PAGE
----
We call the Saturday before Easter Holy Saturday. I believe it is the most excruciatingly painful day in the Christian year.
It is a day of grim reality. It is a day of harsh loss…after the death, after the divorce, after the worst news you can imagine. Nothing is fixed. Nothing is better. Only silence and pain.
Most of us skip over this day. I’ve already seen people declaring widely that yes Friday hurt but Sunday is coming. I get that. I want to skip it too.
But our faith invites us to stay here a while. Sit with the loss, the pain and the death. Listen into the silence. Feel it.
The Bible is even almost silent about this day. Only Matthew describes a bit of activity, accounting, how even though it was the Sabbath a guard was requested for the tomb. (Matthew 27:62-66)
Today, all around the world, Christians and others are on lockdown because of the threat of this Covid virus. All our best laid plans are stripped away. No family gatherings. No big meals. No egg hunts. No worship services planned except online. No one really knows how this thing will play out; who will get sick; when we will be returning to normal or what normal will be after this. We are living a real world nightmare, concerned about our health, our economy, our future plans.
We find ourselves back to what the disciples and loved ones of Jesus must have felt that day, pure, raw pain, defeat, loss so deep it hurt. No one knew what would happen next even though Jesus had tried to describe it. We are stuck in uncertainty combined with fear and loss. It is a most awkwardly painful place to be. And have you noticed in this Saturday place that time moves very slowly? Do your clocks tick more loudly than they used to as you sit at home? Are you shocked when you look at the time expecting it to be dinner time and it is only 2:30 p.m.? We are in a slow motion time of loss and painful waiting. Holy Saturday.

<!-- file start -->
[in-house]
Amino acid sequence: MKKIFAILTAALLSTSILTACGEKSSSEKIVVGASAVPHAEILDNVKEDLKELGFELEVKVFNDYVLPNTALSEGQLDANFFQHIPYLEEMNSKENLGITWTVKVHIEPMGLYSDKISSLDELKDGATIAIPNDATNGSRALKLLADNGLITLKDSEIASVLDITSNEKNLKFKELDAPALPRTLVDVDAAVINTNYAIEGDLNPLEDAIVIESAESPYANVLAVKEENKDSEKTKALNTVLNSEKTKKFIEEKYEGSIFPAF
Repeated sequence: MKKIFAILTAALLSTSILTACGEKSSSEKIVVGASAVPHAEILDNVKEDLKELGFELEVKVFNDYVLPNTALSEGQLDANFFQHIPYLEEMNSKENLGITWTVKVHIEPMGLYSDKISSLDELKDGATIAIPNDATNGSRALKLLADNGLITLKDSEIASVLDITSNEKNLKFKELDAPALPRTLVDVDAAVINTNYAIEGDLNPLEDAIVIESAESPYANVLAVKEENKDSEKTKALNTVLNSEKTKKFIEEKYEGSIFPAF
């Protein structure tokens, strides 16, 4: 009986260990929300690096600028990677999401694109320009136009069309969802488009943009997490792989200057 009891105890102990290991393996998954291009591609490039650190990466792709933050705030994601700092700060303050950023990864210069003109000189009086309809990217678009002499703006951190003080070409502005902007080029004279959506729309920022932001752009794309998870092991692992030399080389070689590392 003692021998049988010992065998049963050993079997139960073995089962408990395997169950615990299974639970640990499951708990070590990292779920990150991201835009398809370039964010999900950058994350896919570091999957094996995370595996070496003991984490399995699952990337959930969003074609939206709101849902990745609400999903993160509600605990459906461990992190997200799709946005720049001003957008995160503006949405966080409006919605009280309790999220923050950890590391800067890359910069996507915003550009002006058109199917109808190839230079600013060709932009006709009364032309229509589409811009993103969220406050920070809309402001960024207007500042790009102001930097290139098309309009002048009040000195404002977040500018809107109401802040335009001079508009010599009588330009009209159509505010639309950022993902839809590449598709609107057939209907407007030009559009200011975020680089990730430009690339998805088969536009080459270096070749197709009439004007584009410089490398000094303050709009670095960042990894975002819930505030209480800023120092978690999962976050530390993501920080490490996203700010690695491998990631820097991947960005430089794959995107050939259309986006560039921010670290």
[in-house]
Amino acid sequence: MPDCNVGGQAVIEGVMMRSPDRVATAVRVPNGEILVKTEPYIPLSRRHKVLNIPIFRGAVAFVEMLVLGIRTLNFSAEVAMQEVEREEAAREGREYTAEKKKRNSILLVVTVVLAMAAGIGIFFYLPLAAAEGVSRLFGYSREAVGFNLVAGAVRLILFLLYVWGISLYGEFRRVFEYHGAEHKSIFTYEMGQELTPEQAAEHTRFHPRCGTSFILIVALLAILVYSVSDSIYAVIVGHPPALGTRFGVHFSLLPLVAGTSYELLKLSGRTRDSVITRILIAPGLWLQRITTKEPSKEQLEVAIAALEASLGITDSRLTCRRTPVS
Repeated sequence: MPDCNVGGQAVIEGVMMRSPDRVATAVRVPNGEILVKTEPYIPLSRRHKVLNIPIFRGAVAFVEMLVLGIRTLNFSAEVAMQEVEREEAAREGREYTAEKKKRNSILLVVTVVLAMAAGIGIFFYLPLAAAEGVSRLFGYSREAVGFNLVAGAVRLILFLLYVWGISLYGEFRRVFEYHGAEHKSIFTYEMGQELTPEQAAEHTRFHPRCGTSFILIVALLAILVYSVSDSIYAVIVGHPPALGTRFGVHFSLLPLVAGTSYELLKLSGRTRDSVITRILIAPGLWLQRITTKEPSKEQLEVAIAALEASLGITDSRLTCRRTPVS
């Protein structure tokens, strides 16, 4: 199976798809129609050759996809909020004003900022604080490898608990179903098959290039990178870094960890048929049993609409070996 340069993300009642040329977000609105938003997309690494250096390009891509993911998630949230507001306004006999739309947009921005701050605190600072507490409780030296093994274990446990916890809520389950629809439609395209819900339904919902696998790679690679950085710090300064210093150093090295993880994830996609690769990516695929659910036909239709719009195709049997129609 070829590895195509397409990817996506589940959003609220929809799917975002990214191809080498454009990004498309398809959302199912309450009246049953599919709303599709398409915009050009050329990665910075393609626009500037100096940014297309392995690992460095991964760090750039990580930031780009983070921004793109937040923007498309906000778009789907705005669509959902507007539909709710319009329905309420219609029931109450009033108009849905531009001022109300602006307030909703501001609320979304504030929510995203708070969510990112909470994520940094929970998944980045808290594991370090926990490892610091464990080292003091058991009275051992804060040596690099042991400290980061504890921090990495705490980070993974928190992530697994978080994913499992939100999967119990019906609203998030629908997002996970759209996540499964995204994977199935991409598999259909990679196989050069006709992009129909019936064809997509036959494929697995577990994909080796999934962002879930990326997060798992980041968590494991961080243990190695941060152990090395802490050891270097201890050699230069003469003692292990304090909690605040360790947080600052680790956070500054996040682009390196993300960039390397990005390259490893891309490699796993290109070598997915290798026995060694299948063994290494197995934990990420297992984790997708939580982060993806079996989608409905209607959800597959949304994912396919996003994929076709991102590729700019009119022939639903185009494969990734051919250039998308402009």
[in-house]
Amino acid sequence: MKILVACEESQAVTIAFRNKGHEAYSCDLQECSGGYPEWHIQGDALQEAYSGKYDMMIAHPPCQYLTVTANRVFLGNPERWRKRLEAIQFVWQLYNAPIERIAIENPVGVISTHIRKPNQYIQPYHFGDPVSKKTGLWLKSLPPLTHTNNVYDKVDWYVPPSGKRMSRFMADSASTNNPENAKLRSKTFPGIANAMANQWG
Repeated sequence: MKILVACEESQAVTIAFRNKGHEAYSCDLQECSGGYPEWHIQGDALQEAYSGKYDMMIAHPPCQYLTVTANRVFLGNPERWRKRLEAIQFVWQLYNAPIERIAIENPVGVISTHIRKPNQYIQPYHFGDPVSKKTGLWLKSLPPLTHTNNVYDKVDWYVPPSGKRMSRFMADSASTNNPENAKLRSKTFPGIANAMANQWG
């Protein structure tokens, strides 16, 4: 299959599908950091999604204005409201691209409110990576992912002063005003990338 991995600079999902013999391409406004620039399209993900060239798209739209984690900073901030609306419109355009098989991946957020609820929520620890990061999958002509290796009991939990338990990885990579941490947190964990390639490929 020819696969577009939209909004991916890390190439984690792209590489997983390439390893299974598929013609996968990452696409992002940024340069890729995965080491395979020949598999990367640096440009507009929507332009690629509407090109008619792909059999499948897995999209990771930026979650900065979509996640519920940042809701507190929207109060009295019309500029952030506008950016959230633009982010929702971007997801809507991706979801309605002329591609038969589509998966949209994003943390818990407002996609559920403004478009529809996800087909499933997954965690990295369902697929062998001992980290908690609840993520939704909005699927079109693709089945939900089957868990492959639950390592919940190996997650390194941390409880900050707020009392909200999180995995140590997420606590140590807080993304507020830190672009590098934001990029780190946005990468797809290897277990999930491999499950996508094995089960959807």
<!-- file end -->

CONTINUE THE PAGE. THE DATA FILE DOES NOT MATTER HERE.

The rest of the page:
Richard Rohr reminds us this time is called in Latin limen which means threshold. A liminal space is the crucial in between time-when everything is happening and yet nothing appears to be happening….One cannot just jump from Friday to Sunday…there must be Saturday….It is our great act of trust and surrender, both together. (Wondrous Encounters Scriptures for Lent)
I believe most of our Christian life is actually spent in these Saturday seasons…most of the time we are living in real world pain and consequences; most of the time we are waiting because the story has not yet been fully told. We live believing in new life, transformation and redemption but we do not yet see it fully. We get glimpses but mostly we wait.
Are you sheltering in place today feeling some angst, grief, pain and uncertainty? You are not alone. Does it feel excruciatingly uncomfortable? Sit with it. Notice it. This is the place where faith is the hardest and the most important. This is the place where we make a space for what God will do next.
It is not very hard to have faith on Easter. On Saturday, it is the hardest thing you will ever do.
Dr. Cindy Ryan is a pastor, wife, mother of three, Mosa to Keller and Pace, breast cancer survivor. Go to http://www.drcindyryanblog.com to see a Palm Sunday 2020 message from Dr. Ryan, sign up for the Inner Circle and to learn more about the Jesus Calling Weekly Prayer Call she hosts each week.